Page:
I wouldn’t. Assuming the child in question is an adult, and depending on the degree to which the estrangement has festered, and barring cases of abuse, trying to heal such rifts is misplaced effort.
We are not asked to love our parents, only to respect them. Feel estranged from them? They are not the purpose of your existence, nor are you theirs. Go on with your life and try to do it better with your own kids, if you’re so smart.
To well-intentioned parents, I say, “Let ’em go, and move on with whatever those ingrates left you of your years on earth,” for we are expected to bend in relationships, but not break. So stop poisoning one another with guilt and grudge. Banish a so-called child who has morphed into a chronic oppressor. And as for you, O estranged child, you don’t owe your failed parents what you don’t feel for them, but do look in on them every now and then out of simple decency and respect.
Rabbi Gershon Winkler
Walking Stick Foundation
Listening? Yes. Providing counseling? That is a red line that clergy without professional mental health training must not cross. Because our society privileges religious belief, clergy—including rabbis—are too often assumed to have some special capacity for providing psychological counseling. It’s not that we don’t play a role. We maintain close relationships with many people, often interacting with them at times of maximal stress, particularly around life-cycle events. But none of that grants us the skills acquired by mental health professionals. We are at best first responders, some with good enough instincts to listen and be present for people at those moments of crisis. But listening is not the same as guiding and advising. Unless the rabbi is properly trained and certified—as some are—their responsibility is to refer troubled people to real help. The bond between rabbis and community members can be very powerful, but the most effective rabbis are those who understand their limits.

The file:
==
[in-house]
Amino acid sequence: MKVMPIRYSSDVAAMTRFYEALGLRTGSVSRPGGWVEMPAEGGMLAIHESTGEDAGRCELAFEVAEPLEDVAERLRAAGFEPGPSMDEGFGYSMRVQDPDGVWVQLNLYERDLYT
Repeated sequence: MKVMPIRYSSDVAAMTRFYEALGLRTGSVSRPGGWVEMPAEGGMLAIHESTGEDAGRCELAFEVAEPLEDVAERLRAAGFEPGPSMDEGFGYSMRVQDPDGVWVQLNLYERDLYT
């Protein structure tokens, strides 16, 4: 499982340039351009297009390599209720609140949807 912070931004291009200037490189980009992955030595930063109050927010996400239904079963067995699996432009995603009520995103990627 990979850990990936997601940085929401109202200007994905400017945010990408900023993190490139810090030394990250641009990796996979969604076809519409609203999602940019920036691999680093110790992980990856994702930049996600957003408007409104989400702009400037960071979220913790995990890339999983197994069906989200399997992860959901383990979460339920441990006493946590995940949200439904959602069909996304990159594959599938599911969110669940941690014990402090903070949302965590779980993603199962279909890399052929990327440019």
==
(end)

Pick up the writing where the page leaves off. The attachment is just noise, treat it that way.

Rabbi Jeffrey L. Falick
Congregation for Humanistic Judaism of Metro Detroit
Farmington Hills, MI
Rabbis should not function as therapists. (Those of us who are also therapists, like one of us writing this, keep the spheres of our work strictly separate.) But whatever the circumstances—perhaps abusive or toxic parenting, or a child’s substance abuse or mental illness—there is hurt, and need. Rabbis can leverage linkage to needed medical or psychological help that people have been reluctant to seek.
Not all parents are willing to look honestly at their patterns of parenting and interacting with estranged children. But with willing parents, gentle questions can elicit the layers of difficult relations that precipitated estrangement. Rabbis can give permission and support to abuse survivors who choose not to expose themselves to more abuse. When parents or children repeatedly misuse resources and abuse trust, our compassionate authority can help people break away from inadvertent enabling.
For both parents and children, rabbis should work to lift burdens of sorrow, bewilderment, guilt and grief. We carry and offer hope. Rabbis must exercise utmost discretion, especially when both estranged parties are members of our congregations. We must also meet our legal obligations to report abuse concerns to relevant authorities.